River Thames Kayak Camping Trip

22-23rd April 2023


Dave H, (Organiser, Leader, Weather Expert and Report writer).

Graham  S, (Leader and Bat Expert).

Conrad C. (Historian and Harmonica Expert).

Jai A. (Comedian, Bug out/in and anti moan Expert).

Hannah S. (Nutrition, Breakfast, Snacks, Brunch, Snacks, Lunch, Dinner, More Snacks, Evening meal, Supper and more Snacks Expert).

On 22nd April 2023 five Nomads with fully loaded kayaks set out on journey down the River Thames that involved an overnight camp. About 10 miles in total as the crow flies split into 2 x 5 mile sections. We wanted to pay respects at Sandford Lasher and explore Sutton Pools along the way.

We initially met up at the McDonalds for a chat, breakfast and coffee.

After the usual safety briefing, warm up and discussions we were ready to get on the water.

Loaded with kit and supplies we noticed how heavy the kayaks were straight away with grunts and groans and everyone calling Dave ‘Jesus’. But with good teamwork and preparing to sing “yellow submarine” when Graham entered the water, soon enough we were all afloat and moving downstream quite comfortably.

The Thames had dropped to a “flow decreasing yellow warning” meaning it had a good flow and paddling was easy, although noticing we were all stern heavy.

A few hundred metres and we came to Iffley Lock, with its punt rollers that obviously have not been used for sometime our first portage was a smelly one, with rusted rollers and a lot of debris that had gathered at the other side.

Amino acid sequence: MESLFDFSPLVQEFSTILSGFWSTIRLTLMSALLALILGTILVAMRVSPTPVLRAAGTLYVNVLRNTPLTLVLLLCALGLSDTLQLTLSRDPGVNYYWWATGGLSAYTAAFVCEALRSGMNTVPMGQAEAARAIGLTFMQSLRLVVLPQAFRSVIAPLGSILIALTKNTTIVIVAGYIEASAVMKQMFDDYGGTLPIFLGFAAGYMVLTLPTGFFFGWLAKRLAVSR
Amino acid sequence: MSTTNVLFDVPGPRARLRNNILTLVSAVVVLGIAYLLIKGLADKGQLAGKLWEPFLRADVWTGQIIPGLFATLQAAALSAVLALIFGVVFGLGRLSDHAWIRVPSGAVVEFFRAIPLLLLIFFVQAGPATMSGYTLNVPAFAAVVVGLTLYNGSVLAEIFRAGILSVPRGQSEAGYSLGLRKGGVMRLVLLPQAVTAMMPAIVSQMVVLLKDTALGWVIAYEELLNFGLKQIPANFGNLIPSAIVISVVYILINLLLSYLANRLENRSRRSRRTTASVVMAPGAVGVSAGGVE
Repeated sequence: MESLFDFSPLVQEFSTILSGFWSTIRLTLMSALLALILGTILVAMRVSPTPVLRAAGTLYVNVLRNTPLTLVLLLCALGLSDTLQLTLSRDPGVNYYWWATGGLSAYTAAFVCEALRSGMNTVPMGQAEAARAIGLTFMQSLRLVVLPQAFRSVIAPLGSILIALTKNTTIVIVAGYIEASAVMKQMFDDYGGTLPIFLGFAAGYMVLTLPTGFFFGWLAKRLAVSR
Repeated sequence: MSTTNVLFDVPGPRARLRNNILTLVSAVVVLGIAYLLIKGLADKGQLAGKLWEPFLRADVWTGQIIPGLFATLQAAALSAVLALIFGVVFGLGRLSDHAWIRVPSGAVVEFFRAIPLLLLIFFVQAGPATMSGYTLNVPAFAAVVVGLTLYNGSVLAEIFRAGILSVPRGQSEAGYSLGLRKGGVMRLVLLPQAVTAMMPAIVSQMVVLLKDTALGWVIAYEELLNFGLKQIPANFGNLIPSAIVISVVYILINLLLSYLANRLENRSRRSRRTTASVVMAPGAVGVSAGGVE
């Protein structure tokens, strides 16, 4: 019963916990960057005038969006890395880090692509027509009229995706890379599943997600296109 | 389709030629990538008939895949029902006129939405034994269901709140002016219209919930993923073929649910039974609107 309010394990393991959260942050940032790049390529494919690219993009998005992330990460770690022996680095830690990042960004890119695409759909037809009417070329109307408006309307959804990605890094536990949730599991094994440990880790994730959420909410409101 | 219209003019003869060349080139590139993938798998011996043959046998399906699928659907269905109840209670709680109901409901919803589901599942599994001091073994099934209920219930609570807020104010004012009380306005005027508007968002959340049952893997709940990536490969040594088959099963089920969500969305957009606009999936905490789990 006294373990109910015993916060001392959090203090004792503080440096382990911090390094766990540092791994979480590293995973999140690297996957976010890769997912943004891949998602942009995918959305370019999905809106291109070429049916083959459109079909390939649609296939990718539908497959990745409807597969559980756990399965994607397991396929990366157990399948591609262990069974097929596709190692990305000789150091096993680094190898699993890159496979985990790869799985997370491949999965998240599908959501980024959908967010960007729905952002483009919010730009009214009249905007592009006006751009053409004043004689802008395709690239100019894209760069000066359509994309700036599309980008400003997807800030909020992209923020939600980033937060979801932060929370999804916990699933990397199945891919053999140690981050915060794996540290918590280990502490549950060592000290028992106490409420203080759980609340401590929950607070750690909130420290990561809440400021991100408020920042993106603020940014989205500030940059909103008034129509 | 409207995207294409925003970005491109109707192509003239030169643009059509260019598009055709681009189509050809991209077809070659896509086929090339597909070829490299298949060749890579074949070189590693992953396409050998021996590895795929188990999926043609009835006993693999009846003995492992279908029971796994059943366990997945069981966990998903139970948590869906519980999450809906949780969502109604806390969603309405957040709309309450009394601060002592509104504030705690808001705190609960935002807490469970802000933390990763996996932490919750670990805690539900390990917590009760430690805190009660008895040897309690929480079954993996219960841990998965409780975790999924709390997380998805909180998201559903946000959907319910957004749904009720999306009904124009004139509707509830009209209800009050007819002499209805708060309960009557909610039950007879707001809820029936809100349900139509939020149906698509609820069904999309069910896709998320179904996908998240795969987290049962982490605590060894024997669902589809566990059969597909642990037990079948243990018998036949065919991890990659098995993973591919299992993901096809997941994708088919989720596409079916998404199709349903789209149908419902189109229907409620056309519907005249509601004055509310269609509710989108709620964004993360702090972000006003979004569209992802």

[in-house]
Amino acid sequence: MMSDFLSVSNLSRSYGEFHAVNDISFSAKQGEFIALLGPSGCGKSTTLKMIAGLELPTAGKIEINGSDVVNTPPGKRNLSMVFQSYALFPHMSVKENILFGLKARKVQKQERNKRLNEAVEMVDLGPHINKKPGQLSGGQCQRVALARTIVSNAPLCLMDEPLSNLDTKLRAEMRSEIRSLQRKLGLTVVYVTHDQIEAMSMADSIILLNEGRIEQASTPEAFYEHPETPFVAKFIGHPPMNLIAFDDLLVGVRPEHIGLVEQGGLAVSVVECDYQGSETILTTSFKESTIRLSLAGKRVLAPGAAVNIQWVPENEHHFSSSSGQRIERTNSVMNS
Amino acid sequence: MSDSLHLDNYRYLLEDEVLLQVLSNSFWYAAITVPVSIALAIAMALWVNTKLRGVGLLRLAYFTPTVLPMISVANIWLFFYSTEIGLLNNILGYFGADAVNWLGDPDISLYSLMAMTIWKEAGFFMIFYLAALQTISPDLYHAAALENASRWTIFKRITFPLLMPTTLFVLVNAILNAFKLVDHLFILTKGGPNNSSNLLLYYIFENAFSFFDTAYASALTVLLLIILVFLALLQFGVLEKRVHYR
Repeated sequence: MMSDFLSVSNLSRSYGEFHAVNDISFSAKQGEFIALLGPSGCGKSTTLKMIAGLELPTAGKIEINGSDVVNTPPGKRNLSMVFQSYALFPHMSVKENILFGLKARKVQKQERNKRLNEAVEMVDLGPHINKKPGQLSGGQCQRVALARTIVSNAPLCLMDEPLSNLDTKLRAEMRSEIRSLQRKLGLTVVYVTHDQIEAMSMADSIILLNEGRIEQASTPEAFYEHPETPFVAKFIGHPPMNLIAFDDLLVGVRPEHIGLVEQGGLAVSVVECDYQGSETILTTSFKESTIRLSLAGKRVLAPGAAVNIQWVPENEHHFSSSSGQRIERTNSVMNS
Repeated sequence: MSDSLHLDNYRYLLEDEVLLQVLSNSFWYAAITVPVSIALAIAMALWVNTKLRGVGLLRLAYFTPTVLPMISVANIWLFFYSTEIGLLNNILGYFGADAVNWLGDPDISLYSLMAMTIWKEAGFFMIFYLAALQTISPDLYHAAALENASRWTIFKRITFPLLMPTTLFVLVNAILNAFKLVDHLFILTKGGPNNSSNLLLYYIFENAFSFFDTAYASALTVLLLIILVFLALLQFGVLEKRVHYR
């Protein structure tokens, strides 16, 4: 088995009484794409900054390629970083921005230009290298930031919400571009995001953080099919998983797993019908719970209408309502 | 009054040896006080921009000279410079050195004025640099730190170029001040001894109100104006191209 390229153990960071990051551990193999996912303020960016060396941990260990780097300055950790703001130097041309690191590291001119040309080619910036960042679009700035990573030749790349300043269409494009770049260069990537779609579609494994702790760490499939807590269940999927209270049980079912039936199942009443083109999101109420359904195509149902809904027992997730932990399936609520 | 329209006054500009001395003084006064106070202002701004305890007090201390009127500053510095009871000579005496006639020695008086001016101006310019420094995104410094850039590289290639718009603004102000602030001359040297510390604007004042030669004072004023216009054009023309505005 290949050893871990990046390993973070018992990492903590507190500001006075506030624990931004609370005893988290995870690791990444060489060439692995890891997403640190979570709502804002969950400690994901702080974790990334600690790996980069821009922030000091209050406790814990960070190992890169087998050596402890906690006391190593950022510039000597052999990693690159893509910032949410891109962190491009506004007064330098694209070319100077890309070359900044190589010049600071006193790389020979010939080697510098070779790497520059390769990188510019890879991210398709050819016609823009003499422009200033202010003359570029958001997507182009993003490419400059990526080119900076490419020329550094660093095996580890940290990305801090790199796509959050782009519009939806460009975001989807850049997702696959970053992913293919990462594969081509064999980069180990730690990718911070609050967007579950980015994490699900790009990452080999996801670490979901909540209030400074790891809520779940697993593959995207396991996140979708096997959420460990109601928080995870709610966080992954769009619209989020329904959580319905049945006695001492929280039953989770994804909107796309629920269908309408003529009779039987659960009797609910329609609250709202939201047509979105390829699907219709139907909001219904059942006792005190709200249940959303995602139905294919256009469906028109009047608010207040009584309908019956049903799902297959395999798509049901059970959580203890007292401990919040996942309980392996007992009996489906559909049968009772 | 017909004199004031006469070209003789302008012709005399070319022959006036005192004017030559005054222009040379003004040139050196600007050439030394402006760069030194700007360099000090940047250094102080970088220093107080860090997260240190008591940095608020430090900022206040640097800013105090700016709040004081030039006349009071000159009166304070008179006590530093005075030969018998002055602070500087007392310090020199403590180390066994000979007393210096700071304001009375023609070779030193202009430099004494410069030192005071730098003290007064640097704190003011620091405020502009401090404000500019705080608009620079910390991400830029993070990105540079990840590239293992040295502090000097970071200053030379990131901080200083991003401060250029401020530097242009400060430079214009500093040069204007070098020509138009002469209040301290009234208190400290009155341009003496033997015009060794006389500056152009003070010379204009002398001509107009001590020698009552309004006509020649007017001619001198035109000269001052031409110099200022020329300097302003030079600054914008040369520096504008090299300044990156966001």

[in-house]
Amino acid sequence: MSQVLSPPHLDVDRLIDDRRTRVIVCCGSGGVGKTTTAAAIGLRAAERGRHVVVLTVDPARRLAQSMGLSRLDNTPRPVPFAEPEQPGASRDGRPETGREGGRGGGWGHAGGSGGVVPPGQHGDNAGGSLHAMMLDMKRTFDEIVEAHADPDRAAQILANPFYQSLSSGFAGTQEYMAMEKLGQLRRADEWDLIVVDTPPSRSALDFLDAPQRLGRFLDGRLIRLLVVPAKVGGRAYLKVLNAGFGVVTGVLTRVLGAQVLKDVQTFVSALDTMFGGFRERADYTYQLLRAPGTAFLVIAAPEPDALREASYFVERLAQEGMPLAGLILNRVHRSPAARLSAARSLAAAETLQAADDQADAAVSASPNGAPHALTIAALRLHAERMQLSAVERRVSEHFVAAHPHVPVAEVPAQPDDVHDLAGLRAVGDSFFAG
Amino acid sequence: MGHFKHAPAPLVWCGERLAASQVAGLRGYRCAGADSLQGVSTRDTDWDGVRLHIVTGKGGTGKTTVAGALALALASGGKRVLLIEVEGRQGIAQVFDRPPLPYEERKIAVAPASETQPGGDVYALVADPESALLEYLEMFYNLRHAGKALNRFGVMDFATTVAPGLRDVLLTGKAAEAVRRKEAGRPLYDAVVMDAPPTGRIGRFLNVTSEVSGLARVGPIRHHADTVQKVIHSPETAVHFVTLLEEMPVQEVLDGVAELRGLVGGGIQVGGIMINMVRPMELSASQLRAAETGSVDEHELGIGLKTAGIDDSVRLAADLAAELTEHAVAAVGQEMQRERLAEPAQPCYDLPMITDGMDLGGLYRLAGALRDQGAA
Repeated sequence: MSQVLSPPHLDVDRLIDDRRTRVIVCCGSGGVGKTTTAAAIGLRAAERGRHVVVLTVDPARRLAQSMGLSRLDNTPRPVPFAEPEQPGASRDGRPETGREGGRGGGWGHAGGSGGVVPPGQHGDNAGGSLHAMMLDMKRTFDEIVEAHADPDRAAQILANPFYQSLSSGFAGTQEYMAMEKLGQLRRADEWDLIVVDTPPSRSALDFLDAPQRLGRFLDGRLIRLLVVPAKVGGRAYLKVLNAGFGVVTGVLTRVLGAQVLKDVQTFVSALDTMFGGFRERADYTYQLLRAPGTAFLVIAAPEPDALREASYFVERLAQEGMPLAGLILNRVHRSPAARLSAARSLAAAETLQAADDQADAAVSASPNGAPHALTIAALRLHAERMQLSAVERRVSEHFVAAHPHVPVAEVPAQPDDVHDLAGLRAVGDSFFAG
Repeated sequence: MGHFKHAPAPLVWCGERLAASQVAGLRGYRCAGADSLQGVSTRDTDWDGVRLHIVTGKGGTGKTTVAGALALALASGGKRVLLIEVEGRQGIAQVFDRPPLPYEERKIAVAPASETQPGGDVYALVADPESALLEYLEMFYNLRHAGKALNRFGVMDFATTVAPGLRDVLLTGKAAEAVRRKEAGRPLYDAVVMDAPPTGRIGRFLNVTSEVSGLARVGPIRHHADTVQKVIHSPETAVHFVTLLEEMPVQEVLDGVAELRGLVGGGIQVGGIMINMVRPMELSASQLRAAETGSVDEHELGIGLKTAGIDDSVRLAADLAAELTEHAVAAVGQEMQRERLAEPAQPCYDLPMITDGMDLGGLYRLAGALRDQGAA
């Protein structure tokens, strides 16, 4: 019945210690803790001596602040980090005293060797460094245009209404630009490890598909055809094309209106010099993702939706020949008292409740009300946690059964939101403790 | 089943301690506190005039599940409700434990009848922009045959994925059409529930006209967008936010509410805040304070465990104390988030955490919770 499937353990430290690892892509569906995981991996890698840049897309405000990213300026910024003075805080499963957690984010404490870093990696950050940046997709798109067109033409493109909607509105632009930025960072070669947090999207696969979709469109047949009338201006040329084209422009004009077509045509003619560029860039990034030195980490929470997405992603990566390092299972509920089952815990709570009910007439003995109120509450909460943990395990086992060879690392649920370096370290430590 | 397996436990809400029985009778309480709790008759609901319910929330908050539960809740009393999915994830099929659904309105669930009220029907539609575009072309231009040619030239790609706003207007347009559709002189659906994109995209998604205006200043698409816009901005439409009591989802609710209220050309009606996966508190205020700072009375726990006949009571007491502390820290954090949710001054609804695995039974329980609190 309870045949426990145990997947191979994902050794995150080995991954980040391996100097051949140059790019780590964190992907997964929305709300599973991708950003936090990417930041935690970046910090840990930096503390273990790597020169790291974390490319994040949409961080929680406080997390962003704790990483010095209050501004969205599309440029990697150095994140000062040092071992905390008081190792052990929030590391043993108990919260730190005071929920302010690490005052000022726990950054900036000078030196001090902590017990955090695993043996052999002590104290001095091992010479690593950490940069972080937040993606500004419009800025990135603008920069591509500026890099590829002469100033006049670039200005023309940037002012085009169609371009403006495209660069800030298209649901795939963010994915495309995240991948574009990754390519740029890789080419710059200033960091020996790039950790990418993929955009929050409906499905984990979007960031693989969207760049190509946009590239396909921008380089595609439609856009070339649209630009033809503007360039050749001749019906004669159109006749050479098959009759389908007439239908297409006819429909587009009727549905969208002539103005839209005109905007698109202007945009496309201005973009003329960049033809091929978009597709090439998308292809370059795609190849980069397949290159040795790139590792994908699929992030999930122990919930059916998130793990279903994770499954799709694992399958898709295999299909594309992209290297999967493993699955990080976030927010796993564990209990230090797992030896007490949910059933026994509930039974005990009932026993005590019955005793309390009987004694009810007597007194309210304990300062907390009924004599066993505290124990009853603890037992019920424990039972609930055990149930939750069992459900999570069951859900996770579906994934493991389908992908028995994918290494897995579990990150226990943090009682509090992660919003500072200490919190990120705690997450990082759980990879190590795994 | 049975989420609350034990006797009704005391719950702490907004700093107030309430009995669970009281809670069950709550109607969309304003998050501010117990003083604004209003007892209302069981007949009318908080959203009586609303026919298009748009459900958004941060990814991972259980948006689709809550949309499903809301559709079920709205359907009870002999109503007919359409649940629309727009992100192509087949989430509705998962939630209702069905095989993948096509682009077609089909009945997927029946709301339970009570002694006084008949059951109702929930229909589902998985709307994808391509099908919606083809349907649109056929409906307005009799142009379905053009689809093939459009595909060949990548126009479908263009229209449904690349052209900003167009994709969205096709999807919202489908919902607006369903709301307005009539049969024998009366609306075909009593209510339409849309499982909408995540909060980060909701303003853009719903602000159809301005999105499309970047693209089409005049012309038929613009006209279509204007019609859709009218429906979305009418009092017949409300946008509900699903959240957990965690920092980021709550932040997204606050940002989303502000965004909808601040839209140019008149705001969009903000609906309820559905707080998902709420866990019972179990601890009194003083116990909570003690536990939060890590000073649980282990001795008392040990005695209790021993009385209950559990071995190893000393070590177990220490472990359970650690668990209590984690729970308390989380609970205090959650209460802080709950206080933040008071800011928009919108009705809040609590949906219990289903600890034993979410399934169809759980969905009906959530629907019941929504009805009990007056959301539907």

After a few more comments referring to myself (Dave) as Jesus we were all back on the water and heading in the direction of Sandford Lock.

We paddled along noticing how the trees were all budding up and how the banks were now showing signs of spring, at last.

At Sandford Lock, Dave was quick out of his kayak and operating the lock like a true professional, to save everyone from the hard work of portaging.

With his kayak left in the water and being towed in the safe hands of Conrad, light and speedy progress was made.

River right as we left the lock was the Sandford Lasher, a weir that has taken many lives in the past, mostly people swimming above the weir not realising the dangerous currents and being swept over, we wanted to pay some respects here as there is an obelisk dedicated to the many.   The Lasher also now has  3 hydro electric turbines generating power.

An hour further downstream we reached our campsite. Dave and Jai expertly helped everyone off the water to assess the campground,

As the bank was a little slippery, Dave and Jai working as a team made sure everyone exited the water in the safest way. Keeping it simple Jai braced Dave using his Tape and we were all slipped up the muddy bank backwards in no time at all.

Once we were all on the bank we assessed to campground and due to a nesting Goose not too far away we decided to look for somewhere else as not to disturb her.

Again Dave and Jai set off looking for another suitable spot as Graham stayed with Hannah and Conrad.

After a short while on the water they found somewhere that had much more room, no nesting birds and a few trees for Grahams Hammock, an ideal spot.

Dave stayed and Jai returned to direct Graham to the location.

An easy get out with lots of room the whole group found areas for the sleeping arrangements, 3 small tents, a bivvy bag and a hammock.  All placed in a semi circle around an area we could light a small campfire.

As the sleeping and shelter arrangements went up, everyone commented on how the weather has always been remarkably good on Dave’s trips. This was followed by Conrad reminding everyone that the last one he was on was horrendous weather, and Dave replying with it was just a shower that lasted all day (and got worse!)